It’s how video is sold online. And until it changes, TV will rule.

Digital video, specifically in-stream, is marketed as a TV-like experience. Indeed, like TV, viewers must watch the entire ad to get to the desired content (although they rarely do in either medium). What’s fundamentally different, however, is the connection between the programming and the ad — the emotional or thematic link that captures a viewer in the right frame of mind for a specific product or idea. And it’s totally missing online.

MORE:  Why online video remains in TV’s shadow –


Aug 152012

When it comes to exercising the advertising muscle of political campaigns, candidates have a new set of tactics at their disposal. This political season, campaigns are expected to spend a whopping $9.8 billion in political advertising. Beyond the increased campaign budgets, the advertising technologies fueling the campaigns have also evolved in the last four years for both TV and online advertising. Heres how:

MORE:  7 political ad tactics every marketer should know


Jul 242012

Now, there are three data points that are publicly available for developing a lousy scale for YouTube brand channels: video views, subscribers, and uploaded videos.

I quickly decided against using “video views.” This seems like a more appropriate metric for comparing individual YouTube videos.

“Subscribers” is a more appropriate metric for comparing YouTube channels. Users subscribe to channels to receive updates and stay informed when something new occurs. Subscribers are consistently more engaged with a brand’s content and watch a brand’s videos on a regular basis.

VidStatsX provides a list of the top 2,000 most-subscribed YouTube channels. It also provides lists of the top 100 most-subscribed YouTube channels in 16 categories.

But, some YouTube brand channels were launched earlier than others, giving them a head start in adding subscribers. And is a channel lousy simply because it hasn’t made it to one of these lists yet?

On May 20, 2012, the YouTube Blog said there were “tens of millions of channels on YouTube.” So, even if a YouTube brand channel doesn’t make it to bottom of the top 100 most-subscribed YouTube channel’s list in its category, it might still be pretty good.

This is where “uploaded videos” factors into the lousy scale.

A very good YouTube brand channel should be able to generate more subscribers per uploaded video than other channels in its category. This means that a really bad — or lousy — channel would be one that has generated fewer subscribers per uploaded video than its competitors.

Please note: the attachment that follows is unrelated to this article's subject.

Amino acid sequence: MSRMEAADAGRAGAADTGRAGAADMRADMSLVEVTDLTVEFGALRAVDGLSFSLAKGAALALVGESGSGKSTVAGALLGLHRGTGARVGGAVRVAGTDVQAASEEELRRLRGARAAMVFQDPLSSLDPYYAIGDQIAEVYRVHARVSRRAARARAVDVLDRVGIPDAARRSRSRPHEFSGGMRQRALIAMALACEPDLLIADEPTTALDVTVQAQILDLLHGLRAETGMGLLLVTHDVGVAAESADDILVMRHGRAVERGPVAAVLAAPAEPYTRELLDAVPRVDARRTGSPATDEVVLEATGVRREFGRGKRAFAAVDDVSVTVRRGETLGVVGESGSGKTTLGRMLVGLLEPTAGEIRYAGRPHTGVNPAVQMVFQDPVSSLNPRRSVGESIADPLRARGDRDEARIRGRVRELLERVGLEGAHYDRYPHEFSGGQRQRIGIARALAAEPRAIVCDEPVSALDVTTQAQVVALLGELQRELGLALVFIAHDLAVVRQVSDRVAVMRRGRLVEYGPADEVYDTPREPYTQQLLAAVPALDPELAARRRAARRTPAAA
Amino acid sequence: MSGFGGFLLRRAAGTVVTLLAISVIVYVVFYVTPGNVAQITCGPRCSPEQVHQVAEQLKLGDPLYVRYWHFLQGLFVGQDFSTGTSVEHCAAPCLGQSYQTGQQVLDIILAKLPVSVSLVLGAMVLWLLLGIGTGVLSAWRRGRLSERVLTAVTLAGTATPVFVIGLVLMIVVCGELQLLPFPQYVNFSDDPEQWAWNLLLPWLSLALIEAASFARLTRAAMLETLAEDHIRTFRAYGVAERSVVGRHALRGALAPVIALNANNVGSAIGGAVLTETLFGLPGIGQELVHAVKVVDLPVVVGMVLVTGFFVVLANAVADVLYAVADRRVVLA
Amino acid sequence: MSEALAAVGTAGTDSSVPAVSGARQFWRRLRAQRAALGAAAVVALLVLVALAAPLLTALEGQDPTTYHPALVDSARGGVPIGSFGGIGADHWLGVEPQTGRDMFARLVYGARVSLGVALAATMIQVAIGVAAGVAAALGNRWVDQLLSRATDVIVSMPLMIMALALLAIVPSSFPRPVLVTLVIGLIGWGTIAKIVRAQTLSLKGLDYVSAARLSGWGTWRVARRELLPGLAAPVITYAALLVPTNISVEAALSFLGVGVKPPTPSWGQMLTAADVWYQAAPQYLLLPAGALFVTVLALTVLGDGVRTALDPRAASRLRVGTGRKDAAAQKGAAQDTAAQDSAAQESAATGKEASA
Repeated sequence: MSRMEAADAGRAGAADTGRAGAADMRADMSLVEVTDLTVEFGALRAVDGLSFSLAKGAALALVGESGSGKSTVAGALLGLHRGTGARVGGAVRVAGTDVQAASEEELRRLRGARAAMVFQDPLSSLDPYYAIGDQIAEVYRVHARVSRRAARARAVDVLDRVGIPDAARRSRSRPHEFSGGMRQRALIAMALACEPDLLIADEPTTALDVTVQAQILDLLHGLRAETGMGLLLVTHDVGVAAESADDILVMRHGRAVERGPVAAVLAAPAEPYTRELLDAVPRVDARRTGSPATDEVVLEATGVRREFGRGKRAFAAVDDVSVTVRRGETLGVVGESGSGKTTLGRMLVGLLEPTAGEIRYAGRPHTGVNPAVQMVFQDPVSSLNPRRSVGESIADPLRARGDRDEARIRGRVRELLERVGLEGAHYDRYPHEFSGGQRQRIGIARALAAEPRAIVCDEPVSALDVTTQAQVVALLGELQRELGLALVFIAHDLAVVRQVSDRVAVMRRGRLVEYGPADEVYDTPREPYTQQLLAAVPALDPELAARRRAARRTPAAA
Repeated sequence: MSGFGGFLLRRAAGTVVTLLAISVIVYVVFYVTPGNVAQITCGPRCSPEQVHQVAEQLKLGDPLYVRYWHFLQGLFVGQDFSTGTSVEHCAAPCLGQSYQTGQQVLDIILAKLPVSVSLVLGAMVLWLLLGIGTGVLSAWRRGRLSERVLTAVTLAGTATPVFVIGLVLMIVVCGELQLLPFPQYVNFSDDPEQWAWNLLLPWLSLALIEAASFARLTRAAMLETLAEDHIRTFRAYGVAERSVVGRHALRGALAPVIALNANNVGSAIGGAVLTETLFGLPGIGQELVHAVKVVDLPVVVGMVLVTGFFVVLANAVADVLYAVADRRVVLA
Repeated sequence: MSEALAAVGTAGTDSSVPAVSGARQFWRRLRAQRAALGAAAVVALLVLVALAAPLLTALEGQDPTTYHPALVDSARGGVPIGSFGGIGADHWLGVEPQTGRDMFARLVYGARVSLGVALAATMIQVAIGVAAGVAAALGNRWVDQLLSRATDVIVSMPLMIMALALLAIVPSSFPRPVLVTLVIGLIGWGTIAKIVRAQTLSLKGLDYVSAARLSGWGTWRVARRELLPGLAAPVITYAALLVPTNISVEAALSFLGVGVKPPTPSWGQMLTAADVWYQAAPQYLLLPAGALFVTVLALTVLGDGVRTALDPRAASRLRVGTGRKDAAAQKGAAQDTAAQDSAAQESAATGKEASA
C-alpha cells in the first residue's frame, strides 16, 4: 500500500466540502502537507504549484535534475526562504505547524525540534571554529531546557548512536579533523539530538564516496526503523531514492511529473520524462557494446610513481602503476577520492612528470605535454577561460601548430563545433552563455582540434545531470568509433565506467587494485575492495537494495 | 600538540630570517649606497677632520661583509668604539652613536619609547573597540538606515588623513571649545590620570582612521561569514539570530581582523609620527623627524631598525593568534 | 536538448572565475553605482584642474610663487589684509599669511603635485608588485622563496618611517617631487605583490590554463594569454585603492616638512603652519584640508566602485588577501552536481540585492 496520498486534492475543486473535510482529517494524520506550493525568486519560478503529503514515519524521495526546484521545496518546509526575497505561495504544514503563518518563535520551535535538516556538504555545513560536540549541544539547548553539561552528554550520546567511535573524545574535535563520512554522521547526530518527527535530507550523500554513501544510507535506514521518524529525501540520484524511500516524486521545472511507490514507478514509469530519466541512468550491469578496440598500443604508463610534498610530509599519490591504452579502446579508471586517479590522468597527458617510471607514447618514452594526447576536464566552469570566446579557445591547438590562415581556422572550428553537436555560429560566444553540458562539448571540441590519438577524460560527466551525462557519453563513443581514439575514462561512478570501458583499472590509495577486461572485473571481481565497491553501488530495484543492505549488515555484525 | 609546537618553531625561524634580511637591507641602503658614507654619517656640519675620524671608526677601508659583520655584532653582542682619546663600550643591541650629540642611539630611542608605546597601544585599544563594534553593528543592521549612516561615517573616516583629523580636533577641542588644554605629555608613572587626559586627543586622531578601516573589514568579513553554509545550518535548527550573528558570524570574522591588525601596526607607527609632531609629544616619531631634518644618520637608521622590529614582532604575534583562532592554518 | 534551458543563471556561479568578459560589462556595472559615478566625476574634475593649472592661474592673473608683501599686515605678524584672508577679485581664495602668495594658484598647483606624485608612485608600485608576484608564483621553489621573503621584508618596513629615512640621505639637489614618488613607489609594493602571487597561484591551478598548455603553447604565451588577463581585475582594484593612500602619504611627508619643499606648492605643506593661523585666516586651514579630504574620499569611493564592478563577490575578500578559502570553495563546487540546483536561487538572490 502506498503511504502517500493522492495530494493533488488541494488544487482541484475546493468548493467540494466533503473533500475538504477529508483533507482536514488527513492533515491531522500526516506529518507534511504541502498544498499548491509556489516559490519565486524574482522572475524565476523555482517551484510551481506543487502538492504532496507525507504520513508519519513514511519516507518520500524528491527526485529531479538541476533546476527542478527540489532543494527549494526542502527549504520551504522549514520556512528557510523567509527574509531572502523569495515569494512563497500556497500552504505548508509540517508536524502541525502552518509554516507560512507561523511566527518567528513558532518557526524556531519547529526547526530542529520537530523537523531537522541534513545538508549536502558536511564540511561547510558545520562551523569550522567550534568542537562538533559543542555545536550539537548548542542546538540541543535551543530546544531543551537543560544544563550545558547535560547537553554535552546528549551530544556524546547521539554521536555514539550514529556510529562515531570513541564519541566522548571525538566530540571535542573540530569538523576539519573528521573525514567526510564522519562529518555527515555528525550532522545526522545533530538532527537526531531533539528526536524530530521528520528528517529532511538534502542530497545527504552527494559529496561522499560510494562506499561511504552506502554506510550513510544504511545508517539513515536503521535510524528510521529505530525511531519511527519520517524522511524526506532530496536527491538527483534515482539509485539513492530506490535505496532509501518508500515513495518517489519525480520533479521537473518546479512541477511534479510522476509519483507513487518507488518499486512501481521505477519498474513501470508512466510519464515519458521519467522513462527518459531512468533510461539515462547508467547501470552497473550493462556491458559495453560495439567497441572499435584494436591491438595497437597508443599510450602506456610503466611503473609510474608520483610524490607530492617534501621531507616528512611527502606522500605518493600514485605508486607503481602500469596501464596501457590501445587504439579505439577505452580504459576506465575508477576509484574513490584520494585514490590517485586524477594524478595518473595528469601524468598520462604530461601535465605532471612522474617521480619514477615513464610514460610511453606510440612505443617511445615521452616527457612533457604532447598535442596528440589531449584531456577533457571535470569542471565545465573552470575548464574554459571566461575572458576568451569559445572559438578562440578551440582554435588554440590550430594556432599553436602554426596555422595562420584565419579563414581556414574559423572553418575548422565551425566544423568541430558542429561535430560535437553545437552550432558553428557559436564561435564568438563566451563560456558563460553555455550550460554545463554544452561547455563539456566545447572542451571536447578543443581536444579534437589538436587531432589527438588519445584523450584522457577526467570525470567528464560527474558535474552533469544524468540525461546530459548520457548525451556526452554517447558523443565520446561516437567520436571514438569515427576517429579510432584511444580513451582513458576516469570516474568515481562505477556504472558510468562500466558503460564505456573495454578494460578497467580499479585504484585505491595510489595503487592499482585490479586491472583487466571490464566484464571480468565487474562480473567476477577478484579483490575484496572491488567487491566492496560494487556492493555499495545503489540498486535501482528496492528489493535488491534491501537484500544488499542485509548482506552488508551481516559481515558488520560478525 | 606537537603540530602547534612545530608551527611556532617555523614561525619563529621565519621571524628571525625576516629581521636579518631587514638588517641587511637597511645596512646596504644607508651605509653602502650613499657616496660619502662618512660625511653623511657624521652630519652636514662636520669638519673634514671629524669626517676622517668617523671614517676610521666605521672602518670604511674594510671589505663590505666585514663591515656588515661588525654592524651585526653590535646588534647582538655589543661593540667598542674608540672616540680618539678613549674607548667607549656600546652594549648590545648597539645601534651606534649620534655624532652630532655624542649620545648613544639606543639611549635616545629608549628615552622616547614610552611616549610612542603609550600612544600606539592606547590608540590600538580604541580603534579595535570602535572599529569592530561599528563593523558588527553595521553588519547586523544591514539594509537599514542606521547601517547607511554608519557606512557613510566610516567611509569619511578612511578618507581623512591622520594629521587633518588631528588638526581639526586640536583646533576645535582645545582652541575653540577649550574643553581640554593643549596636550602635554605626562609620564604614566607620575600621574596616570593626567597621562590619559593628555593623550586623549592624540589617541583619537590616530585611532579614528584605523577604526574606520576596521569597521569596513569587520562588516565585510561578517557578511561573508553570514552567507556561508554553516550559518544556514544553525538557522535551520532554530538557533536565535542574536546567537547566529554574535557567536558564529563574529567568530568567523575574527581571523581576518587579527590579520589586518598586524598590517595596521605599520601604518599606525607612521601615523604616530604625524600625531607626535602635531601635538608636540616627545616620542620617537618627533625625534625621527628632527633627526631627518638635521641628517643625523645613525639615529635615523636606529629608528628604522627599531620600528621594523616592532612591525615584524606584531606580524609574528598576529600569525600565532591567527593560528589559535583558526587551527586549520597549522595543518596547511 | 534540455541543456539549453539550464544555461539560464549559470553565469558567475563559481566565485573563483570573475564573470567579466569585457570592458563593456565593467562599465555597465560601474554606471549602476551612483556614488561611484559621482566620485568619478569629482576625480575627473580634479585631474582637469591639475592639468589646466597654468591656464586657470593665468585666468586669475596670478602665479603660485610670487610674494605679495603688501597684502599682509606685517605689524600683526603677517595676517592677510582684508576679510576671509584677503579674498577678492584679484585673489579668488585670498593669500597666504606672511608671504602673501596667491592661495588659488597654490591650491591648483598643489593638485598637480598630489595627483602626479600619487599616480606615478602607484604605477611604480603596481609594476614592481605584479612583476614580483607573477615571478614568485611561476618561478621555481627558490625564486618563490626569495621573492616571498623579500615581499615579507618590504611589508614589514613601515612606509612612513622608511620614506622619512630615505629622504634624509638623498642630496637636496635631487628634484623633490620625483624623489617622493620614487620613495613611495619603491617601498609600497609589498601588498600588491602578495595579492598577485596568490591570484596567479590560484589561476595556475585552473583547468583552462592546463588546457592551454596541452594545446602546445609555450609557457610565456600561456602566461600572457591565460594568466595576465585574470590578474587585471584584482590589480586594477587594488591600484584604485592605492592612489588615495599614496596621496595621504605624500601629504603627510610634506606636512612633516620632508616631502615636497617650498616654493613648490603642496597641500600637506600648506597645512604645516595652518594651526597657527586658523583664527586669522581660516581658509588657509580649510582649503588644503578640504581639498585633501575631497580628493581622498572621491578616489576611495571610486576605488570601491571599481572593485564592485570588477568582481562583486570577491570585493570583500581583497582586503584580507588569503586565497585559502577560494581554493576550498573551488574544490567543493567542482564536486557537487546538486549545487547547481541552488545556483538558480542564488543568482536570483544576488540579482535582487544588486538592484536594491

This methodology lets you calculate the equivalent of the batting average for a YouTube brand channel.

A pretty lousy branded YouTube channel in the auto and vehicle category

To take my new lousy scale out for a test drive, I started in YouTube’s automotive category. To my surprise, here’s what I found:

 Brand  Subscribers  Videos  Subscribers/Video

Audi Deutschland  95,173  893  106.6

Chevrolet  81,799  1,321  61.9

Mercedes-Benz  72,126  112  644.0

Ford  68,966  347  198.7

Honda  68,018  289  235.4

Cadillac  43,762  198  221.0

Hyundai USA  40,256  333  120.9

Toyota Deutschland  39,651  214  185.3

Volkswagen USA  36,535  211  173.2

Buick  2,059  434  4.7

Based on this data, Buick’s branded YouTube channel is pretty lousy. It has the lowest number of subscribers per video in the autos and vehicles category. By comparison, the Mercedes-Benz channel has generated 137 times more subscribers per video.

MORE:  3 lousy branded YouTube channels


Jun 042012

The latest entry in agency self-promotion comes from Fort Worth, Texas-based GCG Marketing which just released a beatnick poet/rap-style video that’s filled with all the usual superlatives and buzzword bingo you’d expect from an agency pimping itself. It’s not necessarily the fact that anything said in this video is untrue. The problem is that it, and other work like it, simply brings to light the mostly inconsequential, insignificant and irrelevant nature of an ad agency and what it stands for. In the greater scheme of things, advertising is pure puffery when compared to the important things in life that really matter.